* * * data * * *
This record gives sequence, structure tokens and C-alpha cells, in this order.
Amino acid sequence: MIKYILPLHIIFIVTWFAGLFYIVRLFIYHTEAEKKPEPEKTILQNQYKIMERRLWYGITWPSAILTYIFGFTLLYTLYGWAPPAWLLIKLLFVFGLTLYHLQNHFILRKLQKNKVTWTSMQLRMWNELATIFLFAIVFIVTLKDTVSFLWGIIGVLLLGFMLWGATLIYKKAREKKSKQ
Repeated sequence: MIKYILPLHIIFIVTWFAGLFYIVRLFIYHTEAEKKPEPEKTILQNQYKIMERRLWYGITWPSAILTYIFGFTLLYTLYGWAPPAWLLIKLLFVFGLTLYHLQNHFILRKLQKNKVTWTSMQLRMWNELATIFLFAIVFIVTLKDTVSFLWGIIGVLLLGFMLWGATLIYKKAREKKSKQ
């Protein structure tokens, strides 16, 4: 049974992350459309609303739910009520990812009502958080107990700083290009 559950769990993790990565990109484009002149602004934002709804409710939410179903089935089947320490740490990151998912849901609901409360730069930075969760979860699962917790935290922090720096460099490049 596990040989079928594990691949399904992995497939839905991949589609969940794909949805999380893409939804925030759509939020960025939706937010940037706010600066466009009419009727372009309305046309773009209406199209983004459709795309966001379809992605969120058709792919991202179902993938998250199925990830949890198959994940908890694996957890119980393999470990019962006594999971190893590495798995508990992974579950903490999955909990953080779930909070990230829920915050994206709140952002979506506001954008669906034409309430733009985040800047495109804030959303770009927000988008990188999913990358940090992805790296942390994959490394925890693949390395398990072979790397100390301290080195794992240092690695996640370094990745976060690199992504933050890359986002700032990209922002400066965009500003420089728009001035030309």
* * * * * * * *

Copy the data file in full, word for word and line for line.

This record gives sequence, structure tokens and C-alpha cells, in this order.
Amino acid sequence: MIKYILPLHIIFIVTWFAGLFYIVRLFIYHTEAEKKPEPEKTILQNQYKIMERRLWYGITWPSAILTYIFGFTLLYTLYGWAPPAWLLIKLLFVFGLTLYHLQNHFILRKLQKNKVTWTSMQLRMWNELATIFLFAIVFIVTLKDTVSFLWGIIGVLLLGFMLWGATLIYKKAREKKSKQ
Repeated sequence: MIKYILPLHIIFIVTWFAGLFYIVRLFIYHTEAEKKPEPEKTILQNQYKIMERRLWYGITWPSAILTYIFGFTLLYTLYGWAPPAWLLIKLLFVFGLTLYHLQNHFILRKLQKNKVTWTSMQLRMWNELATIFLFAIVFIVTLKDTVSFLWGIIGVLLLGFMLWGATLIYKKAREKKSKQ
């Protein structure tokens, strides 16, 4: 049974992350459309609303739910009520990812009502958080107990700083290009 559950769990993790990565990109484009002149602004934002709804409710939410179903089935089947320490740490990151998912849901609901409360730069930075969760979860699962917790935290922090720096460099490049 596990040989079928594990691949399904992995497939839905991949589609969940794909949805999380893409939804925030759509939020960025939706937010940037706010600066466009009419009727372009309305046309773009209406199209983004459709795309966001379809992605969120058709792919991202179902993938998250199925990830949890198959994940908890694996957890119980393999470990019962006594999971190893590495798995508990992974579950903490999955909990953080779930909070990230829920915050994206709140952002979506506001954008669906034409309430733009985040800047495109804030959303770009927000988008990188999913990358940090992805790296942390994959490394925890693949390395398990072979790397100390301290080195794992240092690695996640370094990745976060690199992504933050890359986002700032990209922002400066965009500003420089728009001035030309």